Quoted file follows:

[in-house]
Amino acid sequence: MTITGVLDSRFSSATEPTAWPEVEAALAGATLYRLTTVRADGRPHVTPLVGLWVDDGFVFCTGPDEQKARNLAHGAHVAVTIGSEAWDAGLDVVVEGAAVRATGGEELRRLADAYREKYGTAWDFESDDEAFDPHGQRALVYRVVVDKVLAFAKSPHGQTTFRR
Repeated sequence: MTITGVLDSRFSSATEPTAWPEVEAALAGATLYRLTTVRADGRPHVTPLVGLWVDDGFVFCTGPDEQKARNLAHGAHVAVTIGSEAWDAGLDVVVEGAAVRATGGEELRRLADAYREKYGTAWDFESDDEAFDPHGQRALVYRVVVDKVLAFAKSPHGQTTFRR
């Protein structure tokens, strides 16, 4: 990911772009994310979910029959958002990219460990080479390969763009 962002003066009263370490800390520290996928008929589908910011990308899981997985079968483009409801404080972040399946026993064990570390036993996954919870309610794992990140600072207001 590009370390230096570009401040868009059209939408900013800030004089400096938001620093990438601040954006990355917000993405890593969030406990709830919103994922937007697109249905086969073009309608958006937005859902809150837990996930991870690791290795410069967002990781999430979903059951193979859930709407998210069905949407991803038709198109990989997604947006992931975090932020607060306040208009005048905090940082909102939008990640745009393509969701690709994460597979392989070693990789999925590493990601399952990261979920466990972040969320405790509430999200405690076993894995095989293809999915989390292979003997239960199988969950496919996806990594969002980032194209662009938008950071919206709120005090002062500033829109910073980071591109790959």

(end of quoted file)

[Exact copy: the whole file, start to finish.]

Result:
[in-house]
Amino acid sequence: MTITGVLDSRFSSATEPTAWPEVEAALAGATLYRLTTVRADGRPHVTPLVGLWVDDGFVFCTGPDEQKARNLAHGAHVAVTIGSEAWDAGLDVVVEGAAVRATGGEELRRLADAYREKYGTAWDFESDDEAFDPHGQRALVYRVVVDKVLAFAKSPHGQTTFRR
Repeated sequence: MTITGVLDSRFSSATEPTAWPEVEAALAGATLYRLTTVRADGRPHVTPLVGLWVDDGFVFCTGPDEQKARNLAHGAHVAVTIGSEAWDAGLDVVVEGAAVRATGGEELRRLADAYREKYGTAWDFESDDEAFDPHGQRALVYRVVVDKVLAFAKSPHGQTTFRR
């Protein structure tokens, strides 16, 4: 990911772009994310979910029959958002990219460990080479390969763009 962002003066009263370490800390520290996928008929589908910011990308899981997985079968483009409801404080972040399946026993064990570390036993996954919870309610794992990140600072207001 590009370390230096570009401040868009059209939408900013800030004089400096938001620093990438601040954006990355917000993405890593969030406990709830919103994922937007697109249905086969073009309608958006937005859902809150837990996930991870690791290795410069967002990781999430979903059951193979859930709407998210069905949407991803038709198109990989997604947006992931975090932020607060306040208009005048905090940082909102939008990640745009393509969701690709994460597979392989070693990789999925590493990601399952990261979920466990972040969320405790509430999200405690076993894995095989293809999915989390292979003997239960199988969950496919996806990594969002980032194209662009938008950071919206709120005090002062500033829109910073980071591109790959």